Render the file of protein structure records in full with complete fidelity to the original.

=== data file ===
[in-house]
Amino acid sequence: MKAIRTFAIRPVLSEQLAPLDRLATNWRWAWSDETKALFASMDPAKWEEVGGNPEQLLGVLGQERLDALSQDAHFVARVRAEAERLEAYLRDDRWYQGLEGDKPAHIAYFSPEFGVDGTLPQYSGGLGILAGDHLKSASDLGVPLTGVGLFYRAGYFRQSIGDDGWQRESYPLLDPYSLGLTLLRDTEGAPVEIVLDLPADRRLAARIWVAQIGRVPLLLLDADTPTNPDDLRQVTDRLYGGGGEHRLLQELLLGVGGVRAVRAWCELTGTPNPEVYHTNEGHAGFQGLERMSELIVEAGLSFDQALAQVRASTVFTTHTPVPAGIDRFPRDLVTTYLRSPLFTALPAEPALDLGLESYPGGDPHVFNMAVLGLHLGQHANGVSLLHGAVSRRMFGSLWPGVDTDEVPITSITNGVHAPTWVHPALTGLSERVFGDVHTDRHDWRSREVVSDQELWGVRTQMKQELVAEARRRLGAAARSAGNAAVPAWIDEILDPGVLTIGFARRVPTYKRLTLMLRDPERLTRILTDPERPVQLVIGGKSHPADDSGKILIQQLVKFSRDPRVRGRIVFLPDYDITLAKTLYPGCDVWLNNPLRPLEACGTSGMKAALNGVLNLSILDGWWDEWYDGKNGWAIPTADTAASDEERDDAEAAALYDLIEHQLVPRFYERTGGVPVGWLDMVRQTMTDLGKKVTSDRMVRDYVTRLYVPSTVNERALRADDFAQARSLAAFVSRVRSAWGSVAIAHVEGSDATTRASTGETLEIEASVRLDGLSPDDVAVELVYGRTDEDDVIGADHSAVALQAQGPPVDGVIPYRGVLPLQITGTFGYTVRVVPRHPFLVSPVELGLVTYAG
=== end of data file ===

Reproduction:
[in-house]
Amino acid sequence: MKAIRTFAIRPVLSEQLAPLDRLATNWRWAWSDETKALFASMDPAKWEEVGGNPEQLLGVLGQERLDALSQDAHFVARVRAEAERLEAYLRDDRWYQGLEGDKPAHIAYFSPEFGVDGTLPQYSGGLGILAGDHLKSASDLGVPLTGVGLFYRAGYFRQSIGDDGWQRESYPLLDPYSLGLTLLRDTEGAPVEIVLDLPADRRLAARIWVAQIGRVPLLLLDADTPTNPDDLRQVTDRLYGGGGEHRLLQELLLGVGGVRAVRAWCELTGTPNPEVYHTNEGHAGFQGLERMSELIVEAGLSFDQALAQVRASTVFTTHTPVPAGIDRFPRDLVTTYLRSPLFTALPAEPALDLGLESYPGGDPHVFNMAVLGLHLGQHANGVSLLHGAVSRRMFGSLWPGVDTDEVPITSITNGVHAPTWVHPALTGLSERVFGDVHTDRHDWRSREVVSDQELWGVRTQMKQELVAEARRRLGAAARSAGNAAVPAWIDEILDPGVLTIGFARRVPTYKRLTLMLRDPERLTRILTDPERPVQLVIGGKSHPADDSGKILIQQLVKFSRDPRVRGRIVFLPDYDITLAKTLYPGCDVWLNNPLRPLEACGTSGMKAALNGVLNLSILDGWWDEWYDGKNGWAIPTADTAASDEERDDAEAAALYDLIEHQLVPRFYERTGGVPVGWLDMVRQTMTDLGKKVTSDRMVRDYVTRLYVPSTVNERALRADDFAQARSLAAFVSRVRSAWGSVAIAHVEGSDATTRASTGETLEIEASVRLDGLSPDDVAVELVYGRTDEDDVIGADHSAVALQAQGPPVDGVIPYRGVLPLQITGTFGYTVRVVPRHPFLVSPVELGLVTYAG